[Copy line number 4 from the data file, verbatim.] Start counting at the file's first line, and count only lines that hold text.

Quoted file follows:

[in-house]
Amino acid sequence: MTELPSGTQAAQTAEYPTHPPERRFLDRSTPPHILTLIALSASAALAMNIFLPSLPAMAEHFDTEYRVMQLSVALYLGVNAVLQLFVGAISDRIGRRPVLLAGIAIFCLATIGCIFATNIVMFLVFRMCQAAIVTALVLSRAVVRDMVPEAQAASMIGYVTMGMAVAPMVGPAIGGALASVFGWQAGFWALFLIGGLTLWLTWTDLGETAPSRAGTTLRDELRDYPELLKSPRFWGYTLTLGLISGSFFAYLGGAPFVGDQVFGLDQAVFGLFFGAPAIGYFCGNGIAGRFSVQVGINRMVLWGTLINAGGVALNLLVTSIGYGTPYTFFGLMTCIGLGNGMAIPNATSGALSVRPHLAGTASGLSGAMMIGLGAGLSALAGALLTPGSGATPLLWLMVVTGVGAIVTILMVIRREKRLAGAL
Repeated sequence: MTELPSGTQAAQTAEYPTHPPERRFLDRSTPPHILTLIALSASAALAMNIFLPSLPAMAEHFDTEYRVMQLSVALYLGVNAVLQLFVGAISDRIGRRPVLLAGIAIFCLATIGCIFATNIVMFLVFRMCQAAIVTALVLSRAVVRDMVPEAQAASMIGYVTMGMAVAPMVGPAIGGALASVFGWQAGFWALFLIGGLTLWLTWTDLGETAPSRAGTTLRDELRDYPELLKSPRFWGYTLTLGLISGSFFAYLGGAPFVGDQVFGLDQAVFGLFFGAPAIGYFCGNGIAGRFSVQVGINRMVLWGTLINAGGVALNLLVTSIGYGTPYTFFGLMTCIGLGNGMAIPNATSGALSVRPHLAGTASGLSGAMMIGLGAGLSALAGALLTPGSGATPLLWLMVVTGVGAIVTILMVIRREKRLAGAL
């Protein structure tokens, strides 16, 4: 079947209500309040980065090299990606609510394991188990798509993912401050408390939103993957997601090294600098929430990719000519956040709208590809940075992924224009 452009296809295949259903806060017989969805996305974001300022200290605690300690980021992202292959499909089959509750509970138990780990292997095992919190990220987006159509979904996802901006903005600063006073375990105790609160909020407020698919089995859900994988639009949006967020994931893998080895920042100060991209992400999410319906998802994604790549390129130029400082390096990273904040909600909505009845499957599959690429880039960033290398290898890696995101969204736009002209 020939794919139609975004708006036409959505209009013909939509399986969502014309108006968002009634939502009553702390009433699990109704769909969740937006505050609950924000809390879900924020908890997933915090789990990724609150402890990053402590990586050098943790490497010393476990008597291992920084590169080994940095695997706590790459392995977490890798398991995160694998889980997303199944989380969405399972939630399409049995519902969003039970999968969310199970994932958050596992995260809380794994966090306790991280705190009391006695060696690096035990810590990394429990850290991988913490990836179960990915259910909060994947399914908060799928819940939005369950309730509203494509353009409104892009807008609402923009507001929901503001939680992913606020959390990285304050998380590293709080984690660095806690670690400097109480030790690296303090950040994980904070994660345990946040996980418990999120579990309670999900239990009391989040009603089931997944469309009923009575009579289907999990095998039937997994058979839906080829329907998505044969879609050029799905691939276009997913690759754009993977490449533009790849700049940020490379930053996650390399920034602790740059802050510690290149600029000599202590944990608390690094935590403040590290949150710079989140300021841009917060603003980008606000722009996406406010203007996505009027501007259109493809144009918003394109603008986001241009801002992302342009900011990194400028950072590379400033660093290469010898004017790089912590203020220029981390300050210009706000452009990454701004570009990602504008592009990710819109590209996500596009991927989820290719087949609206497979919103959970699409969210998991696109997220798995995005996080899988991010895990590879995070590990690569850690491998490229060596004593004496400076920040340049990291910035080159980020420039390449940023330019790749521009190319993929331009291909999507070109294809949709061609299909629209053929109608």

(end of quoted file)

């Protein structure tokens, strides 16, 4: 079947209500309040980065090299990606609510394991188990798509993912401050408390939103993957997601090294600098929430990719000519956040709208590809940075992924224009 452009296809295949259903806060017989969805996305974001300022200290605690300690980021992202292959499909089959509750509970138990780990292997095992919190990220987006159509979904996802901006903005600063006073375990105790609160909020407020698919089995859900994988639009949006967020994931893998080895920042100060991209992400999410319906998802994604790549390129130029400082390096990273904040909600909505009845499957599959690429880039960033290398290898890696995101969204736009002209 020939794919139609975004708006036409959505209009013909939509399986969502014309108006968002009634939502009553702390009433699990109704769909969740937006505050609950924000809390879900924020908890997933915090789990990724609150402890990053402590990586050098943790490497010393476990008597291992920084590169080994940095695997706590790459392995977490890798398991995160694998889980997303199944989380969405399972939630399409049995519902969003039970999968969310199970994932958050596992995260809380794994966090306790991280705190009391006695060696690096035990810590990394429990850290991988913490990836179960990915259910909060994947399914908060799928819940939005369950309730509203494509353009409104892009807008609402923009507001929901503001939680992913606020959390990285304050998380590293709080984690660095806690670690400097109480030790690296303090950040994980904070994660345990946040996980418990999120579990309670999900239990009391989040009603089931997944469309009923009575009579289907999990095998039937997994058979839906080829329907998505044969879609050029799905691939276009997913690759754009993977490449533009790849700049940020490379930053996650390399920034602790740059802050510690290149600029000599202590944990608390690094935590403040590290949150710079989140300021841009917060603003980008606000722009996406406010203007996505009027501007259109493809144009918003394109603008986001241009801002992302342009900011990194400028950072590379400033660093290469010898004017790089912590203020220029981390300050210009706000452009990454701004570009990602504008592009990710819109590209996500596009991927989820290719087949609206497979919103959970699409969210998991696109997220798995995005996080899988991010895990590879995070590990690569850690491998490229060596004593004496400076920040340049990291910035080159980020420039390449940023330019790749521009190319993929331009291909999507070109294809949709061609299909629209053929109608």